Iowa’s Luka Garza is having a season for the ages. The Hawkeye big man is a virtual lock to be the player of the year in the Big Ten and has established himself as a serious candidate for the Naismith Award given to the top player in all of college basketball (Dan Dakich, Dick Vitale, and Indiana’s Archie Miller have already endorsed his frontrunner status, while several ESPN experts recently picked him as their favorite to win the award). Garza’s candidacy is largely based on his offensive production, which has been basically unprecedented among post players in the modern Big Ten. Garza’s 26.2 ppg against conference opponents ranks him 4th among all players since the 1985-86 season, and the fact that he is doing it against constant double and triple-teams and with many other top offensive options injured makes this feat even more impressive.
Garza’s offense is more than deserving of acclaim, but what about his defense? Fran McCaffery has praised Garza as being underrated on that end of the floor, but as a squad the Hawkeyes rank 13th of 14 teams in points allowed, opponent field goal percentage, and opponent 2-point shooting percentage during Big Ten play. Can a player who anchors one of the worst defenses in the Big Ten really be a candidate for national player of the year?
In a word: yes. Garza’s offensive output is not only incredible enough to justify his Naismith candidacy in and of itself, but his defensive contributions have actually been very underrated this season. Nobody will confuse Luka Garza with Dikembe Mutombo or Rudy Gobert, but a closer look at Garza’s important role in Iowa’s defensive scheme shows how much worse the Hawkeye defense would be without him on the floor.
Garza is certainly an imperfect player on defense. His vertical leaping ability leaves plenty to be desired and limits his ability to contribute as a true rim protector, and he is not quick enough to guard smaller perimeter players if switched onto them in the pick and roll. He is an intuitive help defender who has developed a real knack for knowing where he needs to be, but sometimes struggles to get to his spot in time to help contest a shot when one of his teammates is beaten on a drive to the basket. Garza has noticeably improved in each of these areas during his time in Iowa City, but he certainly isn’t elite in any of them at this stage.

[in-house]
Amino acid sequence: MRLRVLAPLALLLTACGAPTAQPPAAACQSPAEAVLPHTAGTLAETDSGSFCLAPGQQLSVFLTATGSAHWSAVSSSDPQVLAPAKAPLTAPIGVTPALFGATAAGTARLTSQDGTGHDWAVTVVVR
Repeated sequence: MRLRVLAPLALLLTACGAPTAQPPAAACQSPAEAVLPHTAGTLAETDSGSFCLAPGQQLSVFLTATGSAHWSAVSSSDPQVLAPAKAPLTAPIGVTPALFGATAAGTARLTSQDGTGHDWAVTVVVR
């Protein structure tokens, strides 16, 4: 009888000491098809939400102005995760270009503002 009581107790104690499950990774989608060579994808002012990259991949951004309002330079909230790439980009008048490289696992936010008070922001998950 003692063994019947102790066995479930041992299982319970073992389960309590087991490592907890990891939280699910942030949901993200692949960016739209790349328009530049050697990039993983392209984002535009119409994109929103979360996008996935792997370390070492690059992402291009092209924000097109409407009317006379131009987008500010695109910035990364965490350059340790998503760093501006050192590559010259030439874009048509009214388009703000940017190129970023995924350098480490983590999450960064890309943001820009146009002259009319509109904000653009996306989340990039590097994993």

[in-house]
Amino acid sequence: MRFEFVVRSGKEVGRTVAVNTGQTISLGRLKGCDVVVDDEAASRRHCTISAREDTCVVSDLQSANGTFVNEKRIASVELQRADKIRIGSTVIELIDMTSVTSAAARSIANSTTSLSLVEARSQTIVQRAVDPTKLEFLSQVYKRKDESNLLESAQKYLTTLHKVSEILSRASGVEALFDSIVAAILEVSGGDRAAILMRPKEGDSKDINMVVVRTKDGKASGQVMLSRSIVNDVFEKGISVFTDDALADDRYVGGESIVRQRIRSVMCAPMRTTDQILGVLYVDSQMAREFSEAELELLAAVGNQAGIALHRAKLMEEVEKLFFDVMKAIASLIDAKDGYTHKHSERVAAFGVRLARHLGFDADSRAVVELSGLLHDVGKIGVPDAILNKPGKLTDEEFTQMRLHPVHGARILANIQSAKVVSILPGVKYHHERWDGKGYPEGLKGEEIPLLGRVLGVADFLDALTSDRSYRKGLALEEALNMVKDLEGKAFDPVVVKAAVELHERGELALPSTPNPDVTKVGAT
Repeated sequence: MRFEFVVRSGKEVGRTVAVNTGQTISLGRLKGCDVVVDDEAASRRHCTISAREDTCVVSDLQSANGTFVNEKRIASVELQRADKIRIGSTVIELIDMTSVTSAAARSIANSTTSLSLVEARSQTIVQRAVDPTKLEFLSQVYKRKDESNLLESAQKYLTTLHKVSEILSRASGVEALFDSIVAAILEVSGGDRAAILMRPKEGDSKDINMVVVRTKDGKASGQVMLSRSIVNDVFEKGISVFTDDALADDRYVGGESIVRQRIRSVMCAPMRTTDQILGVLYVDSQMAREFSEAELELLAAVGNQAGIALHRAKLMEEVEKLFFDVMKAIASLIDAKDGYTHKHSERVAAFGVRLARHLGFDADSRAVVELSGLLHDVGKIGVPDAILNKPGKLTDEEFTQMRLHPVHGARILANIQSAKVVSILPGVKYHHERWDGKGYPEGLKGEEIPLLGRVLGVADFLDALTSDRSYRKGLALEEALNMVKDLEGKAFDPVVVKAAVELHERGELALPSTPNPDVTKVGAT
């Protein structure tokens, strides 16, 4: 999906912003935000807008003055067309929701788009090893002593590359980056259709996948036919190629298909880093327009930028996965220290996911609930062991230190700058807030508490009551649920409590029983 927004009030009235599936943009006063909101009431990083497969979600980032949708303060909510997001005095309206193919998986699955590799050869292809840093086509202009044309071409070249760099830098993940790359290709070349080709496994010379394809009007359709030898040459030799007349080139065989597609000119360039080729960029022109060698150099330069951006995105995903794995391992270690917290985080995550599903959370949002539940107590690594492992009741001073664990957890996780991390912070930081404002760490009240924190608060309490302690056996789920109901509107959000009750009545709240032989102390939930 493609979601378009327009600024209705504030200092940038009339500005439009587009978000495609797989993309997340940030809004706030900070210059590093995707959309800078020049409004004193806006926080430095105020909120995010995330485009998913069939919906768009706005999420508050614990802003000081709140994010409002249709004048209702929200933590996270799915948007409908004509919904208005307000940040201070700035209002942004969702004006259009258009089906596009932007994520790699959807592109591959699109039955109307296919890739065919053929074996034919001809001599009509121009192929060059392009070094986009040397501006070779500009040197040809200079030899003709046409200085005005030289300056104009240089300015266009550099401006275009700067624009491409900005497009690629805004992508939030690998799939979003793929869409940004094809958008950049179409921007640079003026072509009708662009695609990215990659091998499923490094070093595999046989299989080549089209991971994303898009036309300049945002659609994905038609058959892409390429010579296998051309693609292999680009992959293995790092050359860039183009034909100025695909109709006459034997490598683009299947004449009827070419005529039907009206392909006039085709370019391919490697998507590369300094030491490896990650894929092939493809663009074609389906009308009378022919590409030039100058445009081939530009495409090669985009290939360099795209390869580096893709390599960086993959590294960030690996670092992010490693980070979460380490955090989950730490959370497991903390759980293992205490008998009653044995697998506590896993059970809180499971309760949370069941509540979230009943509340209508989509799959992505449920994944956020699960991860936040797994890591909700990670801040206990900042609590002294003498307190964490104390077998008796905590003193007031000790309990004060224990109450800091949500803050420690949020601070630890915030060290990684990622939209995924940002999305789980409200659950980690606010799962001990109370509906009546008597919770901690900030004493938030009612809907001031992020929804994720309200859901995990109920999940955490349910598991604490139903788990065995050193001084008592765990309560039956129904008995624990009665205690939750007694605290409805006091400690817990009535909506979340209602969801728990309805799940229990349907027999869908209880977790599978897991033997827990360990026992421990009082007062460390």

But while Garza is not a flawless defender, his contributions on the defensive end have been extremely impactful this year. Garza not only leads all regular contributors on the team in defensive rating (a statistic which measures the points allowed per 100 possessions with a particular player on the floor), but he leads all Hawkeyes in defensive win shares. Garza is also frequently tasked with covering the opponent’s best post player, which in the Big Ten has forced him to play against several of the country’s best interior scorers, including Minnesota’s Daniel Oturu, Maryland’s Jalen Smith, and Indiana’s Trayce Jackson-Davis. Iowa may not be a great defensive team, but they are certainly worse on that end of the floor when Luka sits on the bench.
Garza’s growing proficiency as a shot blocker is one of the biggest reasons for his improvement on the defensive end this season. Garza leads the Hawkeyes with 1.6 blocks per game (up from only .5 per game in 2018-19) and accounts for nearly 50% of his team’s blocks on the season. Luka’s leaping ability hasn’t improved enough to put him on the level of someone like Jalen Smith, but he’s compensated for this limitation through intelligence, excellent form, and an impeccable ability to properly time his defensive contests. Garza’s unselfishness also allows him to excel in an area where many great shot blockers struggle: blocking shots so that the ball stays in play and can be rebounded by other defensive players. Garza may not show up on many defensive highlight reels by sending shots sailing into the fourth row, but his heady play in this area is once again representative of the unselfish way in which he plays defense.